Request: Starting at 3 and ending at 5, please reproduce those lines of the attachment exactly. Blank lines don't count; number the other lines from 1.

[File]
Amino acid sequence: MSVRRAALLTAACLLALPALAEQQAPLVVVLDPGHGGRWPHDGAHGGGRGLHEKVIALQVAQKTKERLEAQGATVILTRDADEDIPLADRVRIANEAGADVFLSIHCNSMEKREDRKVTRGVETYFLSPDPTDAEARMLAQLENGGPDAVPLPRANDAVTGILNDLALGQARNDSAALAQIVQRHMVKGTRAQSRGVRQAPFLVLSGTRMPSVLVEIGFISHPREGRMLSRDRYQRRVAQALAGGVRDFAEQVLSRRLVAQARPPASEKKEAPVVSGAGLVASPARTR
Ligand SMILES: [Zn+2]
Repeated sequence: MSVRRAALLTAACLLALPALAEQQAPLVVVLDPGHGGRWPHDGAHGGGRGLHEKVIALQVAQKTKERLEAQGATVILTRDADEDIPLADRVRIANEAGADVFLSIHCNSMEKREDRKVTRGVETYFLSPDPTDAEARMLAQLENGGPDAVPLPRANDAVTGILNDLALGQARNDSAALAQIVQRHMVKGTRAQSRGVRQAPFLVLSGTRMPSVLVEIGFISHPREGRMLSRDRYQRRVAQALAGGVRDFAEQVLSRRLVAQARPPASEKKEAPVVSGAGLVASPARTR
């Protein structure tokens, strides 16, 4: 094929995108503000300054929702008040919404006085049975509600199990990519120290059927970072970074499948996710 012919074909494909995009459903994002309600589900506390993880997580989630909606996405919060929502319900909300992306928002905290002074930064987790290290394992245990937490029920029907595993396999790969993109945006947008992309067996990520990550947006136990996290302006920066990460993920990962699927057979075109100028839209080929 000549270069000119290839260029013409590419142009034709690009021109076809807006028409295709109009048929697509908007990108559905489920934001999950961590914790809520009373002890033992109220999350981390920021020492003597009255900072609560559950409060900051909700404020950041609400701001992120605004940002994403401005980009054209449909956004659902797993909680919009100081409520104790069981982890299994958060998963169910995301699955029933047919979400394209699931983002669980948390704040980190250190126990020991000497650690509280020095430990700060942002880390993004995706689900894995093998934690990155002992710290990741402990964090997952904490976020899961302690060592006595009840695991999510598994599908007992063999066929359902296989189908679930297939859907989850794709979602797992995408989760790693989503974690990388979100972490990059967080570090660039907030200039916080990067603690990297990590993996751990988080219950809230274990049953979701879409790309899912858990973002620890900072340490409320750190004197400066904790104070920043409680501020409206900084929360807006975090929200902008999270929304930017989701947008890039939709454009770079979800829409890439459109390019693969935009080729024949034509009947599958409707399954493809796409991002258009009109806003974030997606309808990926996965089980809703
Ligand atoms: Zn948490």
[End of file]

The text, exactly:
Repeated sequence: MSVRRAALLTAACLLALPALAEQQAPLVVVLDPGHGGRWPHDGAHGGGRGLHEKVIALQVAQKTKERLEAQGATVILTRDADEDIPLADRVRIANEAGADVFLSIHCNSMEKREDRKVTRGVETYFLSPDPTDAEARMLAQLENGGPDAVPLPRANDAVTGILNDLALGQARNDSAALAQIVQRHMVKGTRAQSRGVRQAPFLVLSGTRMPSVLVEIGFISHPREGRMLSRDRYQRRVAQALAGGVRDFAEQVLSRRLVAQARPPASEKKEAPVVSGAGLVASPARTR
């Protein structure tokens, strides 16, 4: 094929995108503000300054929702008040919404006085049975509600199990990519120290059927970072970074499948996710 012919074909494909995009459903994002309600589900506390993880997580989630909606996405919060929502319900909300992306928002905290002074930064987790290290394992245990937490029920029907595993396999790969993109945006947008992309067996990520990550947006136990996290302006920066990460993920990962699927057979075109100028839209080929 000549270069000119290839260029013409590419142009034709690009021109076809807006028409295709109009048929697509908007990108559905489920934001999950961590914790809520009373002890033992109220999350981390920021020492003597009255900072609560559950409060900051909700404020950041609400701001992120605004940002994403401005980009054209449909956004659902797993909680919009100081409520104790069981982890299994958060998963169910995301699955029933047919979400394209699931983002669980948390704040980190250190126990020991000497650690509280020095430990700060942002880390993004995706689900894995093998934690990155002992710290990741402990964090997952904490976020899961302690060592006595009840695991999510598994599908007992063999066929359902296989189908679930297939859907989850794709979602797992995408989760790693989503974690990388979100972490990059967080570090660039907030200039916080990067603690990297990590993996751990988080219950809230274990049953979701879409790309899912858990973002620890900072340490409320750190004197400066904790104070920043409680501020409206900084929360807006975090929200902008999270929304930017989701947008890039939709454009770079979800829409890439459109390019693969935009080729024949034509009947599958409707399954493809796409991002258009009109806003974030997606309808990926996965089980809703
Ligand atoms: Zn948490």